India enjoys a demographic dividend where more than 60 percent of its population is in the working age group. The youth bulge presents an opportunity for India to enhance its growth and also supply skilled manpower to the rest of the world. According to the World Bank Report, this is because India’s working age population will be more than the dependent population for at least three decades till 2040. The National Higher Education Commission, in its report estimated that the average age of population in India by 2020 would be 29 years as against 40 years in USA, 46 years in Europe and 47 years in Japan. It is also estimated that during the next 20 years, the labour force in the industrial world is expected to decline by 4%, while in India it will increase by 32%.
However, the country is facing a paradoxical situation where on the one hand young men and women entering the labour market are looking for jobs; on the other hand industries are complaining of unavailability of appropriately skilled manpower. This paradox reflects the criticality of skill development to enhance the employability of the growing young population and also to gear-up the economy to realise the target of faster and inclusive growth. However, keeping in view the heterogeneity of the labour market and also preponderance of the unorganised sector; designing a model which benefits the key players of the ecosystem: employer, training providers, trainee and the government is a challenging task.
It is known that 93% of the total labour force is in the unorganised sector. Thus, the major challenge of skill development initiatives is also to address the needs of a vast population by providing them skills which would make them employable and enable them to secure decent work leading to improvement in the quality of their life.
The National Policy for Skill Development and Entrepreneurship 2015 supersedes the policy of 2009. This primarily aims at meeting the challenge of skilling at scale with speed, standards (quality) and sustainability. According to India Labour Report 2012, it is estimated that 12.8 million new persons join the labour market annually vis-à-vis the current capacity of the skill development which is 3.1 million in our country.
It is estimated that incremental HR requirement for skill development in the period 2012 to 2022 for the whole country is 12.03 crore. Hence there is pressing need to expand the infrastructure for skill development many fold to cater to the target which is more than four times the present capacity. As mid- term strategy, 104.62 million fresh entrants to the labour force between 2015 to 2022 would be required to be skilled/provided vocational education. At present 21 Ministries/Departments of Government of India are engaged in skill development programme.
There are several challenges which have been identified in skill development of the Indian Youth. For instance increasing the capacity of the existing system to ensure equitable access for all and at the same time maintaining their quality and relevance is a big challenge. This involves strong and effective linkages between the industry and the trainer institute with adequate provisions for constant knowledge upgrading of the trainers. Creating effective convergence between school education and the governmental efforts in the area of skill development also need to be reworked. All this has to be in consonance with Labour Market Information System. Other challenges include creation of institutional mechanism for research development, quality assurance, examination, certification, affiliation and accreditation. Needless to say that efforts should be on to make the skill development attractive and productive to motivate the youth to aspire for it.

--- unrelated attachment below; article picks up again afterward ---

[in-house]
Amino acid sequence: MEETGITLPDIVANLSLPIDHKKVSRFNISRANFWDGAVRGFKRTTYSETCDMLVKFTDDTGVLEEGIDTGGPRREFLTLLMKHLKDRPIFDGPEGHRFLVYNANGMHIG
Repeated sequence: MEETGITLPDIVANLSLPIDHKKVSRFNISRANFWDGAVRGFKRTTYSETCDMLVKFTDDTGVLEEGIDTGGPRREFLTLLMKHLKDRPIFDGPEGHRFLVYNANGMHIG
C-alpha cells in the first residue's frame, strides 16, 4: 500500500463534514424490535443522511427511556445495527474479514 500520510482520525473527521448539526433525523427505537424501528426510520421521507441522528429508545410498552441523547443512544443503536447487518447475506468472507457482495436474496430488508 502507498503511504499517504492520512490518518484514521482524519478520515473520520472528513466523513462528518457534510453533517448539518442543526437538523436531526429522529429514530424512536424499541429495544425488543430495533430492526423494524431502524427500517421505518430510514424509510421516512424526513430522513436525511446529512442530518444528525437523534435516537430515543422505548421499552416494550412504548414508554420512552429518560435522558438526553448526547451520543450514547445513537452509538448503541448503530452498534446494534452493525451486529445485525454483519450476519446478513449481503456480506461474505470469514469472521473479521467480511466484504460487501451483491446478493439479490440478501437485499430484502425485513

Addressing the above challenges, government has taken some concrete steps which include dovetailing and rationalization of the Central Government Schemes on Skill Development in order to achieve maximum convergence and making skill development an integral part of all Government of India schemes which has ensured that all government schemes now has the component which takes care of skill development as per the programme’s requirement. Skill gap studies conducted by NSDC for 21 high growth sectors of the country will project he human resource requirement in those sectors by 2022.
Monitoring and evaluation is the spine of any development plan. Since National Policy for Skill Development and Entrepreneurship has been structured as an outcome oriented policy, it has been decided to set up a Policy Implementation Unit (PIU) for reviewing the implementation and progress of the various initiatives and undertaking corrective measures under this policy. For bringing improvements in the scheme through the feedback, provision has also been made to facilitate constant consultation with the stakeholder. To ensure that the desired results are achieved on this account, it is necessary that along with monitoring, a quick evaluation of the Programme is undertaken at the earliest possible. Based on evaluation findings, we would be able to take effective measures and breach all the gaps in the implementation process.
By KN Pathak
(Author is an independent researcher and writes on socio-economic issues. He is former Joint Adviser of Niti Aayog, Govt of India. These are the author’s views.)
Source: The Sentinel
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